Just in time for Halloween, Hocus Pocus in Focus is the second book in a series of “thinking fan’s guides” by author Aaron Wallace. Keeping true to the formula he developed in The Thinking Fan’s Guide to Walt Disney World (reviewed here), Mr. Wallace closely examines the 1993 film on a variety of levels. While some might be leery that a “campy” 1990s film can warrant an entire book, Mr. Wallace is able to fill his 206 pages with a wealth of information and trivia included with some in-depth analysis to make it worth the read.

Without giving away too many of the details (What fun would it be for you to read then?), Mr. Wallace is able to take apart the plot, settings, and intimate details of the film and allow you to look at it from an entirely new perspective. You can see after reading how this was really an atypical Disney film, even for the “new look” Michael Eisner Disney of the 1990s. By placing itself in the context of Disney trying to branch out and expand to more audiences, Hocus Pocus was actually rather groundbreaking for the company. Learning about the inner workings of the production, how certain elements of horror, suspense, and established movie tropes blended together, and the immense love of the cast for the film really brings the importance and the love for this film “in focus”.

All that said, Hocus Pocus in Focus is definitely a book primarily for the hardcore fans of the film as the smaller details would be lost on a casual fan who had only seen it a few times. However, it is also accessible to those who are interested in film (specifically Disney films!) in general. It’s well worth doing yourself a favor and following the author’s advice to watch Hocus Pocus both before and after reading as both a preparation for the details in the book, as well as being able to look for everything discussed after! I did this myself, as I believe the last time I saw Hocus Pocus was close to 15 years ago and it was well worth it! ( )
  chensel477 | Oct 26, 2016 |
Showing 3 of 3
no reviews | add a review
You must log in to edit Common Knowledge data.
For more help see the Common Knowledge help page.
Series (with order)
Canonical title
Original title
Alternative titles
Original publication date
People/Characters
Important places
Important events
Related movies
Awards and honors
Epigraph
Dedication
First words
Quotations
Last words
Disambiguation notice
Publisher's editors
Blurbers
Publisher series
Original language
Canonical DDC/MDS

References to this work on external resources.

Wikipedia in English

None

Book description
Haiku summary

Amazon.com Product Description (ISBN 099805920X, Paperback)

The Hocus Pocus “BoooOOOoooK” Fans Have Been Waiting For
In the first and only book ever written about the beloved 1993 Halloween movie, Aaron Wallace takes readers deep into the world of Hocus Pocus to learn everything they never knew. He provides a lighthearted but scholarly look at the film in its all spooky-kooky glory.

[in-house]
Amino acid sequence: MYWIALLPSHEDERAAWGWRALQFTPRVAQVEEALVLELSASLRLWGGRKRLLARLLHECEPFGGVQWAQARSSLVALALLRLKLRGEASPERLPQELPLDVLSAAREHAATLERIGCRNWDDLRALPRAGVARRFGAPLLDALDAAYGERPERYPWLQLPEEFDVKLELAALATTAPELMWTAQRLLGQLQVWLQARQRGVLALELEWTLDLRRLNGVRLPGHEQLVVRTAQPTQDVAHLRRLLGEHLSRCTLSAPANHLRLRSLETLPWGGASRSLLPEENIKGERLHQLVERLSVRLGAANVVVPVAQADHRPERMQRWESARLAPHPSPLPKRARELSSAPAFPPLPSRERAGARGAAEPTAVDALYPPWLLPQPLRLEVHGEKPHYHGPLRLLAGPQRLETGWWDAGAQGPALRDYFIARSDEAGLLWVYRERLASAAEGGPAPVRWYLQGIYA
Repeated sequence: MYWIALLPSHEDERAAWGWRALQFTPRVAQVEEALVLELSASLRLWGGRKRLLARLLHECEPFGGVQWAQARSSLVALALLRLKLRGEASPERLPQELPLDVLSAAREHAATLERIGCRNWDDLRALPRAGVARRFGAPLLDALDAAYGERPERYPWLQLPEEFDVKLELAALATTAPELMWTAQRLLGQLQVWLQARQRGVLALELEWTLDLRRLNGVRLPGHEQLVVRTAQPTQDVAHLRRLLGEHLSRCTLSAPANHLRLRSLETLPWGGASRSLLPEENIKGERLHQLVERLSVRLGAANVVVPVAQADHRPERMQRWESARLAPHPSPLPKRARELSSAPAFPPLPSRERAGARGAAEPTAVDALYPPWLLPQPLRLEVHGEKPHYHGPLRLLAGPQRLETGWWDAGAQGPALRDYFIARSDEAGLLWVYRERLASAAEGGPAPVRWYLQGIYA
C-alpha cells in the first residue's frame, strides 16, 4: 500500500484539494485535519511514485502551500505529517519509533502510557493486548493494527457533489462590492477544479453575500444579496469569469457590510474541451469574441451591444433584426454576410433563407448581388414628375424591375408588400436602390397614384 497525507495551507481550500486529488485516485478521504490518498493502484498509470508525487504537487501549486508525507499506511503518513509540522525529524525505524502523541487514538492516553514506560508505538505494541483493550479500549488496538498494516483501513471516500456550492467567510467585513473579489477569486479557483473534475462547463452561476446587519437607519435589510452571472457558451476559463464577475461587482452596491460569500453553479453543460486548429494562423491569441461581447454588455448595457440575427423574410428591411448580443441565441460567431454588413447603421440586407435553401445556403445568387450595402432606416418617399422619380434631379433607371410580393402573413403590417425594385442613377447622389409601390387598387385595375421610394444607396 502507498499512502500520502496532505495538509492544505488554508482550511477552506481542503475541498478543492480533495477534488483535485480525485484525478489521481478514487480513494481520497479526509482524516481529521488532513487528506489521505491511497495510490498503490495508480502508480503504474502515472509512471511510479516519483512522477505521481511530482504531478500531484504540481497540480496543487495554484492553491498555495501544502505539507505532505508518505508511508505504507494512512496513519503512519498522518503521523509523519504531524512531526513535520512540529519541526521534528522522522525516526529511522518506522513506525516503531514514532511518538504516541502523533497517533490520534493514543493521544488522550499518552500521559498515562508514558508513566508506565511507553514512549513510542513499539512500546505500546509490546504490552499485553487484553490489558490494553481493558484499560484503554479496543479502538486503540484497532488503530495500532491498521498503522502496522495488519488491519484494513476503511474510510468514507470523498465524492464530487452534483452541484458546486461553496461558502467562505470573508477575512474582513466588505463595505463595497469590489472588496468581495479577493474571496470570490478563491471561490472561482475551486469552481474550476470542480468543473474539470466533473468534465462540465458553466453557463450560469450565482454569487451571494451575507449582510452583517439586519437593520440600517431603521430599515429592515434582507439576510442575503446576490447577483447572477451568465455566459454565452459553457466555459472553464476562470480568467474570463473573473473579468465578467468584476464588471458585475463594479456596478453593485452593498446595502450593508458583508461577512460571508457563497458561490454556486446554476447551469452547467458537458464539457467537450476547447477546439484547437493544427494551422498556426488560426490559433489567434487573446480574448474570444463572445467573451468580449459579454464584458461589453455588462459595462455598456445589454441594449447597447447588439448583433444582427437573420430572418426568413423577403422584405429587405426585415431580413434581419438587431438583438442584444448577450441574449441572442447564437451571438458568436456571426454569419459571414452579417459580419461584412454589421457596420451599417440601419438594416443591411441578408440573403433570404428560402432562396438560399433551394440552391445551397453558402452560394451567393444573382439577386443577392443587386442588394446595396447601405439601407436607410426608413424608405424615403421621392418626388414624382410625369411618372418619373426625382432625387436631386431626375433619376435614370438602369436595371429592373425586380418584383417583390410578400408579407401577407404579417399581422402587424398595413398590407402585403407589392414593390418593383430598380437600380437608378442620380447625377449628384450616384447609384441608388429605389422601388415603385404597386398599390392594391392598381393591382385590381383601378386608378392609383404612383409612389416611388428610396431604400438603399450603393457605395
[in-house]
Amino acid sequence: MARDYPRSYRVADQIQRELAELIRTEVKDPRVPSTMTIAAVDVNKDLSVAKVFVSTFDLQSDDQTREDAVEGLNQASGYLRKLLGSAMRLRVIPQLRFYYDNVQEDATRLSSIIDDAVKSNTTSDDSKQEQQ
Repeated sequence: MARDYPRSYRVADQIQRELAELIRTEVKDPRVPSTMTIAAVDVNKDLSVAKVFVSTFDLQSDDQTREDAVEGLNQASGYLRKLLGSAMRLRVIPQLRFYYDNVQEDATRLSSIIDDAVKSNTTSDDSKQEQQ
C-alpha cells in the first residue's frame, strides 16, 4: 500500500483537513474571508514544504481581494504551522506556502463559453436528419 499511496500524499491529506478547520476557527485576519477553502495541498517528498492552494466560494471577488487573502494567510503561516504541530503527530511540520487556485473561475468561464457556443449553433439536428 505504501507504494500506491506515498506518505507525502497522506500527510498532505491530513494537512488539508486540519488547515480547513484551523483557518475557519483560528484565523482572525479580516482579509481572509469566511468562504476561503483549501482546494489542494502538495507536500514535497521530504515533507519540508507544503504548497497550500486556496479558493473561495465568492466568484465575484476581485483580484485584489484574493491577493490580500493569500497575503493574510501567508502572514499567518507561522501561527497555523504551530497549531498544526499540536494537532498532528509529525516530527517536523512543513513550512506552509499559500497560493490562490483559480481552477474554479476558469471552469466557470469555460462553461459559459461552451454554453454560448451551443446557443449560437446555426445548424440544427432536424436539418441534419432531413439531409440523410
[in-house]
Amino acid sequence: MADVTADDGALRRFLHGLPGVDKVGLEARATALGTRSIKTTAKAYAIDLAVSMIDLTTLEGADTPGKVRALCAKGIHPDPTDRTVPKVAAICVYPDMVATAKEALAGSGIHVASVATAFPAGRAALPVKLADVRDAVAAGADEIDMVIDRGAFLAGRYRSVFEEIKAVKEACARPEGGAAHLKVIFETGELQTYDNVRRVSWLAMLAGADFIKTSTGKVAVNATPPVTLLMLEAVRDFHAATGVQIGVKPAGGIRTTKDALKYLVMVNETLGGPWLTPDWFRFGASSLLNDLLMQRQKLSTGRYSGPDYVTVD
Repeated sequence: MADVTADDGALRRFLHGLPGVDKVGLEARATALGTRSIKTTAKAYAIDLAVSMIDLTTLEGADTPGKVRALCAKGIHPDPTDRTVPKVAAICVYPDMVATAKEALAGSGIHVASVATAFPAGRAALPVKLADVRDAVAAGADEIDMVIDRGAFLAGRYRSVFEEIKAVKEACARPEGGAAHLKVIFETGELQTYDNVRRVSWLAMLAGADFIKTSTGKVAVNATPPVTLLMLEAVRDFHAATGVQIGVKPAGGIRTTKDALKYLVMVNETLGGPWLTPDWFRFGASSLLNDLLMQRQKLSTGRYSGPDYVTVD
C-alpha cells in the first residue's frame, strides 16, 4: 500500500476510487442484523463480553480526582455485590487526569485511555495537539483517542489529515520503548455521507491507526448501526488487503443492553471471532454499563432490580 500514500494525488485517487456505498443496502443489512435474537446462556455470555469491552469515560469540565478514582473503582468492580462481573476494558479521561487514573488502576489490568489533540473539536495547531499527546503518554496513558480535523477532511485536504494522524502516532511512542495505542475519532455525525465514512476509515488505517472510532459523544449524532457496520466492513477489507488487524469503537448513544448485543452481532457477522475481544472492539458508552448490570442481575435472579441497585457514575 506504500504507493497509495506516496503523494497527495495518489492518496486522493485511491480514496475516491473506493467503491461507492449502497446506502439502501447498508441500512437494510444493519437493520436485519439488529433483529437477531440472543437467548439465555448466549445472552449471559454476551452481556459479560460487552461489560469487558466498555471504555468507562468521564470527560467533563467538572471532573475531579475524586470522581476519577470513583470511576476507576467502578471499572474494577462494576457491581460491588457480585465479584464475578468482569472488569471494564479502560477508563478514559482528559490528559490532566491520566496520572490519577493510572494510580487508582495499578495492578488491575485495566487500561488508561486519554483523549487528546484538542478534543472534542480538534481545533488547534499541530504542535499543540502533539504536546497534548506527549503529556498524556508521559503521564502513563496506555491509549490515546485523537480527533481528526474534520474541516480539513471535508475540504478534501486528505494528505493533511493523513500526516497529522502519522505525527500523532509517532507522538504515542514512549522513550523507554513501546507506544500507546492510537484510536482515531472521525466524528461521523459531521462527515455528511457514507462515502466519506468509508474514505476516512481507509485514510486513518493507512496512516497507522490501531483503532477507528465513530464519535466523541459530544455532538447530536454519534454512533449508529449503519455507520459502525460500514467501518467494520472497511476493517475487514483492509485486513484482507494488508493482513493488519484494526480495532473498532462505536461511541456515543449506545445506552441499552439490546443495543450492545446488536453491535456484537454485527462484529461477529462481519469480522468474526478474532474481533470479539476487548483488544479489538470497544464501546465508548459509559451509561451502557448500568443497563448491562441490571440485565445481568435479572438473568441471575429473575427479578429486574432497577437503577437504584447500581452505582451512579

You’ll learn:
• The fascinating history behind “Come, Little Children (Sarah’s Song)” and “I Put a Spell on You”
• How Steven Spielberg shaped the movie
• Why there’s all that talk about yabbos and virgins
• How Hocus Pocus got away with being the edgiest Disney movie ever made
• Whether a sequel could really happen
• And much, much more

Featuring a foreword by Golden Globe nominee Thora Birch (Hocus Pocus’s Dani), afterword by Mick Garris (the film’s writer and producer), and the largest collection of Hocus Pocus fun facts and trivia ever assembled, this is the ultimate unofficial fan guide for Halloween and movie lovers everywhere. Finally, Hocus Pocus is celebrated as the classic it’s become. You’ll love the movie more than you ever knew you could.

About the Author
Aaron Wallace is a bestselling author, entertainment critic, and attorney with a particular interest in the artistic output of The Walt Disney Company.

His critical interest in entertainment began at The University of North Carolina at Chapel Hill, where he earned a Bachelor of Arts degree in both Communication Studies (with a concentration in Media Studies) and English. While there, he taught a recitation course in analyzing children’s literature, with an emphasis on Disney’s adaptations in theme parks and film.

Wallace later pursued an interest in law, earning a Juris Doctorate from Wake Forest University. Additionally, he is a professional entertainment critic, having published more than two hundred movie, television, and music reviews to an audience of millions. Since 2004, he’s been a part of the writing staff at DVDizzy.com, one of the internet’s most accessed sites for entertainment journalism.

In addition to writing, Aaron hosts Zip-A-Dee-Doo-Pod, the web’s longest-running podcast dedicated to all things Disney. Apple has recognized the show as one of its “Featured Travel Podcasts,” and Zip-A-Dee-Doo-Pod can often be found among the top-ranking downloads on the iTunes Travel charts. Aaron also appears as a regular co-host on The Hub Podcast, another popular show devoted to having fun with Disney.

The author's website is available at www.AaronWallaceOnline.com.

(retrieved from Amazon Wed, 26 Oct 2016 09:33:56 -0400)

No library descriptions found.

Quick Links

Popular covers

Rating

Average: (4.33)
0.5
1
1.5
2
2.5
3
3.5
4 2
4.5
5 1

Is this you?

Become a LibraryThing Author.

 

About | Contact | Privacy/Terms | Help/FAQs | Blog | Store | APIs | TinyCat | Legacy Libraries | Early Reviewers | Common Knowledge | 128,815,040 books! | Top bar: Always visible